Magnus Sodamin's Exhibit Addresses the Effects of Climate Change on Florida

Magnus Sodamin
Magnus Sodamin Photo by Peter Vahan
click to enlarge Magnus Sodamin - PHOTO BY PETER VAHAN
Magnus Sodamin
Photo by Peter Vahan
When he was younger, artist Magnus Sodamin used to try to find ways to sneak into Fairchild Tropical Botanic Garden. The sprawling bayside grounds in Coral Gables are a magical 83 acres of rare plants. Trekking through the back forests of Matheson Hammock Park, which borders the historic gardens to the north, he and his companions found an old boat that was washed up by Hurricane Andrew. The image stuck with him.

"Sometimes seeing remnants of human traces is mesmerizing," he says of the memory that contrasts natural growth with an artificial vessel. "You can sometimes dream into past experiences of objects... I feel you can do the same with art. You can endow life upon objects."

He's coming full circle with his latest show, “Impressions of Our Landscape," his third solo exhibition at Primary Projects. In it, Sodamin explores the concept of man's effect on nature through paintings based on scenes at Fairchild Garden. He recently wrapped up two residencies — Artists in Residence in Everglades (AIRIE) and one at the Deering Estate — so lately he's been thoroughly exploring the Florida landscape through art.

The paintings in this show, he explains, are more focused and smaller than his usual large-scale works but still capture that same emotional quality, color, and texture. "My work is always surrounding nature in its theme," he says. "I always think of light as a medium. That’s the most important thing in my work."

These landscapes are, for him, impressions. Referring to Monet's Haystacks series, for which the impressionist spent a year painting the same rural landscape at different times of day, Sodamin says, "I did the same thing... I worked with the landscape as a reference, but I totally imagined everything else. I think that the beauty in that is the fleeting moment of the day; there’s this fleeting moment of beauty. I'm kind of capturing myself in that moment, and my work is capturing that moment.”
click to enlarge PRIMARY PROJECTS
Primary Projects
Teenage memories weren't the only reason he revisited Fairchild. He was also interested in the plants there that are not native to the area.

"Fairchild is already a curated garden. It’s like a curated sculpture park in a way. It’s very human. It’s superclose to Biscayne Bay and got wrecked by Hurricane Irma. As waters rise, the first things to go are things made by humans," he explains. "These paintings I made, you won’t see those landscapes 100 years from now. I was trying to capture, maybe not the natural environment, but more of the human-curated part of it. It’s beautiful. David Fairchild went around the world getting these plants. That was his passion. You can create harmony between different plants, but I was hinting that this is a part of Miami that will be challenged in the future."

Therefore, “Impressions of Our Landscape" is a show very much about the Florida we live in and not the Florida that humans originally found. "The 'Our' [in the title] is necessary. It places it in the realm of control, in our responsibility. It’s more important now than ever to take responsibility for our natural ecosystem, especially the Everglades."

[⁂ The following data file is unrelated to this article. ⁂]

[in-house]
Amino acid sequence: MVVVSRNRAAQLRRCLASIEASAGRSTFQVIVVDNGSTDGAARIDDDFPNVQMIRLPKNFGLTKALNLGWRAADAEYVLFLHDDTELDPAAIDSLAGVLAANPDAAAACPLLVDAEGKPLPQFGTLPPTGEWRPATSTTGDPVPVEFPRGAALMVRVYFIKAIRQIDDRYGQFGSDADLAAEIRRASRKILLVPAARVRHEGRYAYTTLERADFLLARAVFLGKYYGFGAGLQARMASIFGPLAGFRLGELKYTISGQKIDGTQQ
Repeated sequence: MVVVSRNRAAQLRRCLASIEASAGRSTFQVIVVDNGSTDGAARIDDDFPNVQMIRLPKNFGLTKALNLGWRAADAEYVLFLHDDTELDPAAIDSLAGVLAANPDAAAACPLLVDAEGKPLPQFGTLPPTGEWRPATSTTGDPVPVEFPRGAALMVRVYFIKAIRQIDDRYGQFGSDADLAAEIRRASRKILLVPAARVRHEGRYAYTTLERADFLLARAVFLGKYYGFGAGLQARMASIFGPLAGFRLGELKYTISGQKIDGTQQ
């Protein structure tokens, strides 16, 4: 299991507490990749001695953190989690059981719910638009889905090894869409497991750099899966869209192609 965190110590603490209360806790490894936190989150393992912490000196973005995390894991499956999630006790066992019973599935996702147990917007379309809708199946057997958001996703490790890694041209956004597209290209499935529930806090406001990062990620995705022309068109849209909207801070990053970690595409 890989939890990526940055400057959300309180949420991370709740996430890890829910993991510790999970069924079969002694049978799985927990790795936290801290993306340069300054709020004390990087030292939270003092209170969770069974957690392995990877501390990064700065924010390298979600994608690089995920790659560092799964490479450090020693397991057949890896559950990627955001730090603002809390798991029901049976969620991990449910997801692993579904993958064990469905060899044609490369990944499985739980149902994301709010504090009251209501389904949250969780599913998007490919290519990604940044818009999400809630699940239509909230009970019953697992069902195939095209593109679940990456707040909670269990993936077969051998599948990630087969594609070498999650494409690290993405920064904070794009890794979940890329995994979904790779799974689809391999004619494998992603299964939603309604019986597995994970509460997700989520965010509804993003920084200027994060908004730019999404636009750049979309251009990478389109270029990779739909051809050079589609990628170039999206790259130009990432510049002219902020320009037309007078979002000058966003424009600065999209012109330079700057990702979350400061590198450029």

In other words, the work is a commentary on climate change. "I think being based in Miami, you experience climate change in a real way — the days are hotter, and waiting for winter is always extended. Our proximity to water is so tangible. I spend a lot of my time on the water and in the Everglades, and my experience of nature is that it is fleeting, that I know my grandchildren will not look at this landscape in the same way I will look at it. I guess there is beauty in that, the experience in the now, but it's happening too fast. I'm not too optimistic," he laments.
click to enlarge PRIMARY PROJECTS
Primary Projects
"I think it’s funny to see how fast nature moves around us," he continues. "The fish and birds have already adapted to areas where it takes humans longer to adapt. We’re a little messier. As humans, we should be socially conscious about adaptation and having specific places to adapt. We haven’t achieved that yet. We should be more fluid. I think that’s why nature is such a theme for me. It already knows what to do; it’s fluid."

Appropriately enough, the show's early-September opening date was pushed back because of Hurricane Irma. It's now on view at Primary Projects, as humans struggle to react to the enormity of this year's storm season.

Sodamin, meanwhile, plans to devote more time to traveling, camping, and fishing after spending a Miami summer in a studio struggling with A/C. He's still trying to find a balance, just like Mother Nature.

"Impressions of Our Landscape." Through January 15 at Primary Projects, 15 NE 39th St., Miami; 954-296-1675; Sunday through Tuesday by appointment, Wednesday through Friday 11 a.m. to 6 p.m., Saturday noon to 4 p.m.
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Liz Tracy has written for publications such as the New York Times, the Atlantic, Refinery29, W, Glamour, and, of course, Miami New Times. She was New Times Broward-Palm Beach's music editor for three years. Now she plays one mean monster with her 2-year-old son and obsessively watches British mysteries.
Contact: Liz Tracy